What Is the Absolute Rate?
It is calculated as the sum of the fixed and variable components of the interest rate swap. For example, if an interest rate swap has a fixed rate of 2% and a variable rate of 3%, then the absolute rate would be 5%.
- The absolute rate is the sum of the fixed and variable rates used in an interest rate swap.
- It is also known as the absolute swap yield and is a key metric used by derivative traders.
- Interest rate swaps are a large and liquid market, useful for parties wishing to hedge or speculate on interest rate movements.
Understanding Absolute Rates
Interest rate swaps are a type of derivative transaction in which two parties agree to exchange, or "swap," one series of cashflows for another over a set period of time.
The most commonly traded type of interest rate swap is a "plain vanilla" swap. In these contracts, one party agrees to exchange a series of cashflows based on a fixed interest rate, in exchange for a series of cashflows based on a variable interest rate, such as the London Interbank Offered Rate (LIBOR).
At the time that the interest rate swap is initiated, the two series of cashflows—one which is based on a fixed interest rate, and the other which is based on a variable interest rate—will be structured so that the two series have the same net present value (NPV). However, depending on how interest rates fluctuate after the contract is initiated, the interest rate swap may end up benefiting one party more than the other.
Users of interest rate swaps will also refer to the "swap spread." The swap spread refers to the difference between the interest rate on the fixed portion of an interest rate swap, as compared to the interest rate given by a sovereign debt security that has a similar maturity period. For example, if a 1-year sovereign bond is yielding 2.00% and the fixed portion of an interest rate swap is set at 3.00%, then the swap spread on that interest rate swap would be 1.00%.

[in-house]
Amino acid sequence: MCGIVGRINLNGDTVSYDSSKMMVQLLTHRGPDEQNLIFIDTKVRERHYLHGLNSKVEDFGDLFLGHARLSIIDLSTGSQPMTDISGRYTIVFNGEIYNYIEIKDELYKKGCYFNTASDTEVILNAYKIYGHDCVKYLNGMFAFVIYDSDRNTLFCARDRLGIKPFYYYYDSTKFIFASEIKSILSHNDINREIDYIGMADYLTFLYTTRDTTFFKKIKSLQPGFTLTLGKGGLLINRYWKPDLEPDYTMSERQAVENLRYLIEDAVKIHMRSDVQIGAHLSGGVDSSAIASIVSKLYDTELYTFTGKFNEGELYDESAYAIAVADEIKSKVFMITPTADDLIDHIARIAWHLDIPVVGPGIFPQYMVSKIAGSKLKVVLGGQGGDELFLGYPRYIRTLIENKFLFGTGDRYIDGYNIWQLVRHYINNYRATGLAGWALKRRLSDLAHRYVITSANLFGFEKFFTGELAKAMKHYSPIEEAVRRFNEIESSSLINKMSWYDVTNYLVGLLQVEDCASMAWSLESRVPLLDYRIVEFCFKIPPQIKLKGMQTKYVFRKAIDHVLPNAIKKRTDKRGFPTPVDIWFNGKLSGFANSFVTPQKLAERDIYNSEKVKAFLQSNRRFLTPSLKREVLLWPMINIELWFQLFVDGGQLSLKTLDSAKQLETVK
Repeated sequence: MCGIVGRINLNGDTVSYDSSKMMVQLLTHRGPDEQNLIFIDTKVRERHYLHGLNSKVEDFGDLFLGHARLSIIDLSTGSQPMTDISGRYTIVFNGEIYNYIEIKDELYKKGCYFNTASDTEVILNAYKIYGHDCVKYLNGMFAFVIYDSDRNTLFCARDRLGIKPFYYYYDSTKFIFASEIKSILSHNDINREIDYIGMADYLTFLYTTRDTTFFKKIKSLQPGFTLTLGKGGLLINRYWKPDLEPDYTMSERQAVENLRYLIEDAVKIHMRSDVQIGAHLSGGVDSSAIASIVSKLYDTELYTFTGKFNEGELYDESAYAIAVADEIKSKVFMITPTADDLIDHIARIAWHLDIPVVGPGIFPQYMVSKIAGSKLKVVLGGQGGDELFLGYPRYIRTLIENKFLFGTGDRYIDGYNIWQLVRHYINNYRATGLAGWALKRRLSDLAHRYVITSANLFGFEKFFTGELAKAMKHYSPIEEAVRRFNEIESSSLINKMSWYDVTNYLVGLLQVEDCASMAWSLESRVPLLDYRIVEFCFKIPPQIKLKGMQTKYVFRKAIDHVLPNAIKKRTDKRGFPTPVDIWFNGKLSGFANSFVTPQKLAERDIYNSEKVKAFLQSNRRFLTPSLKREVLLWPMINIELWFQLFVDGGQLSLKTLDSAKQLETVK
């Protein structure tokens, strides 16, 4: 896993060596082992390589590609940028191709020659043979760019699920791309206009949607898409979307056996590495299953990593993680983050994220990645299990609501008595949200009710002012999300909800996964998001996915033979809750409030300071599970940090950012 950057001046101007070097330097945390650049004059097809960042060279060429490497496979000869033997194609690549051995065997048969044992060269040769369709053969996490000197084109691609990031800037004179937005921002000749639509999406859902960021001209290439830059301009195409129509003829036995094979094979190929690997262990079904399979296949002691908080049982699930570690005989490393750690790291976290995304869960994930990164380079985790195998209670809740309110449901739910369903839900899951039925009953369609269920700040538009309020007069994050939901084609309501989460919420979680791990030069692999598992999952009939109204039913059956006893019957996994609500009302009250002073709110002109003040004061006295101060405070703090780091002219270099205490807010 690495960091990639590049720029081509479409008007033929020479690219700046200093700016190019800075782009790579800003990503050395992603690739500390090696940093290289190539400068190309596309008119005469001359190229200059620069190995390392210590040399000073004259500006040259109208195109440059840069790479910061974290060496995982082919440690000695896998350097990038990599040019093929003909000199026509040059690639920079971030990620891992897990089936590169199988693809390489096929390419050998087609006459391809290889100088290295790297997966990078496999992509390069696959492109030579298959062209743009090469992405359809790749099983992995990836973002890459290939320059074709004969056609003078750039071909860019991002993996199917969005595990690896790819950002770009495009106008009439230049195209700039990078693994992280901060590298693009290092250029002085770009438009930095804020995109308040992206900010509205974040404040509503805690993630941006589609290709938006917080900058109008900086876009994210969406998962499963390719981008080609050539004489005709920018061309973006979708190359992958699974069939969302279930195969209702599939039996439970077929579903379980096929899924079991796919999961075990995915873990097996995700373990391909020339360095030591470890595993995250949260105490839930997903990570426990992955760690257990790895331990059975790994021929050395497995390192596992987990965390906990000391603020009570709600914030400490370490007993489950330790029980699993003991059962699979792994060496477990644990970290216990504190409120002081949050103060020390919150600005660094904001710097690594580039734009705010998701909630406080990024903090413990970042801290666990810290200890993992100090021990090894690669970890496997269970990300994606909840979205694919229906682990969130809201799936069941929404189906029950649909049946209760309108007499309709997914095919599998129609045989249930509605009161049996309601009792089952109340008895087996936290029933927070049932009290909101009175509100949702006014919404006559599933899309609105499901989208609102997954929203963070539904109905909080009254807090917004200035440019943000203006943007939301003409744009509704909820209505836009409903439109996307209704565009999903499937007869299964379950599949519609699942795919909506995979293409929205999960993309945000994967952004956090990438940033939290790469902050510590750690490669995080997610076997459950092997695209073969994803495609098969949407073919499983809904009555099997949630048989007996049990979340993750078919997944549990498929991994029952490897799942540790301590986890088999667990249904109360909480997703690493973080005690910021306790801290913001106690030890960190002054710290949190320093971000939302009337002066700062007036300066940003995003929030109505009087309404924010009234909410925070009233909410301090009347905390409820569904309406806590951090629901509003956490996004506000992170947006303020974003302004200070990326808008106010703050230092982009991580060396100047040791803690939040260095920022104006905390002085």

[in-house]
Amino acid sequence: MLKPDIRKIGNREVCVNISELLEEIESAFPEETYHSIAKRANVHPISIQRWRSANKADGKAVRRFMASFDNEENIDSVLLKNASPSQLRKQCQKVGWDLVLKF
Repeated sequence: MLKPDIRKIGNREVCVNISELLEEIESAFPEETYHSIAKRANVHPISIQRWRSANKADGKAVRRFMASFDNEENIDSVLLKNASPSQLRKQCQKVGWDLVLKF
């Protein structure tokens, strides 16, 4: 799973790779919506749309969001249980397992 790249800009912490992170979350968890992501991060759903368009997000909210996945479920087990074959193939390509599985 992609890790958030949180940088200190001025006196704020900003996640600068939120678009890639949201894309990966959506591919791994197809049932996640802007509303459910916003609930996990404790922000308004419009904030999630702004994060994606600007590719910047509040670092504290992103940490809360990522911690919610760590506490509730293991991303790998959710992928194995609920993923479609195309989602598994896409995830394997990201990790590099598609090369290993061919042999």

In addition to plain vanilla swaps, there are many other types of interest swap transactions, such as ones in which the counterparties each exchange cashflows based on a variable interest rate. However, plain vanilla swaps comprise the majority of the market.
When initiating a new interest rate swap, one party may provide an upfront premium to their counterparty depending on the market's expectations of future interest rate movements. These expectations are usually gauged by reference to the forward LIBOR curve.
Real World Example of an Absolute Rate
Suppose you are an investor who recently purchased a $1 million 10-year sovereign bond. The bond provides a fixed payment at a rate of 2.00% per year. In the weeks after you purchase the bond, you become convinced that interest rates are likely to rise. As such, you start looking for an opportunity to exchange your fixed interest payments in exchange for variable payments which would rise if interest rates increase.
You find your solution in the derivative market, utilizing an interest rate swap transaction. Your counterparty is in the opposite situation: the owner of a 10-year variable bond with principal value of $1 million, they feel overly exposed to interest risk and would prefer having a predictable fixed rate of interest.
To accomplish your objectives, you and your counterparty agree on an interest rate swap whereby you agree to pay your counterparty 2.00% per year, while your counterparty agrees to pay you a variable rate based on LIBOR, which is currently 2.00% as well. In this scenario, the absolute rate of the interest rate swap is 4.00%, or the sum of the fixed and variable interest rates.